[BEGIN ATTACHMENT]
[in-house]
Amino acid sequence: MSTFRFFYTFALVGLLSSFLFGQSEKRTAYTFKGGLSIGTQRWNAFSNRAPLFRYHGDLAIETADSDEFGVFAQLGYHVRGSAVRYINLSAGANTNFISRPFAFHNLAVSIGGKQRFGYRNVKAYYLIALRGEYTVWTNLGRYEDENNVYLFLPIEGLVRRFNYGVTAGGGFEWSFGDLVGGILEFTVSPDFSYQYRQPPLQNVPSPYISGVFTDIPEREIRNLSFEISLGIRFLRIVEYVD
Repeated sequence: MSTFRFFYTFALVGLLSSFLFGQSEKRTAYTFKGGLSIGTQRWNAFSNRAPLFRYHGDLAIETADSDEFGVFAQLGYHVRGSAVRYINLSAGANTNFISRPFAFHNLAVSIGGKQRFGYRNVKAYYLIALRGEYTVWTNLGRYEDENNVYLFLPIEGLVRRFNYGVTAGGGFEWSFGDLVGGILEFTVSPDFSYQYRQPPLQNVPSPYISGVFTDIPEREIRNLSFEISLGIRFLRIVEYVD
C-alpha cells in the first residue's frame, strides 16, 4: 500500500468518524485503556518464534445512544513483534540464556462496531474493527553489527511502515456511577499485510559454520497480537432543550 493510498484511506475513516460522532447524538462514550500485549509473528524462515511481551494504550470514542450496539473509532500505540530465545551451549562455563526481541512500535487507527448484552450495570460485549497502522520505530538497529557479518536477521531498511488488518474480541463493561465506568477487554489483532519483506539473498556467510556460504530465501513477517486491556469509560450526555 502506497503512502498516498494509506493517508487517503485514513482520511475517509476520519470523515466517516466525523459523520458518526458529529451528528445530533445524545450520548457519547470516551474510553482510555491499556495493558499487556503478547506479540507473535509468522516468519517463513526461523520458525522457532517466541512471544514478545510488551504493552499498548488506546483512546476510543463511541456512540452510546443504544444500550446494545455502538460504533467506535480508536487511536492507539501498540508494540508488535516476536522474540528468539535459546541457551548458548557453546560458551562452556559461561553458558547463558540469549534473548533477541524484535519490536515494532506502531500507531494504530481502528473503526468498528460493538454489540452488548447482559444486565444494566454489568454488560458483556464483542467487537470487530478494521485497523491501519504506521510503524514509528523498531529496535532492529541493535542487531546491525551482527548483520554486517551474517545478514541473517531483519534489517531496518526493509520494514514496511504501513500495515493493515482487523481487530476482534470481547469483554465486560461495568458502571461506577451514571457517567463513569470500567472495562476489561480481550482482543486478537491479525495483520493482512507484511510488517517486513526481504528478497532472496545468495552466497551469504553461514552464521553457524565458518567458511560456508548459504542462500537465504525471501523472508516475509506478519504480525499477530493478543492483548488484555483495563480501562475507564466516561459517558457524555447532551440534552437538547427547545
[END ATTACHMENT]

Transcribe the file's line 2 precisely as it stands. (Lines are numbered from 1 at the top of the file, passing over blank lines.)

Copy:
Amino acid sequence: MSTFRFFYTFALVGLLSSFLFGQSEKRTAYTFKGGLSIGTQRWNAFSNRAPLFRYHGDLAIETADSDEFGVFAQLGYHVRGSAVRYINLSAGANTNFISRPFAFHNLAVSIGGKQRFGYRNVKAYYLIALRGEYTVWTNLGRYEDENNVYLFLPIEGLVRRFNYGVTAGGGFEWSFGDLVGGILEFTVSPDFSYQYRQPPLQNVPSPYISGVFTDIPEREIRNLSFEISLGIRFLRIVEYVD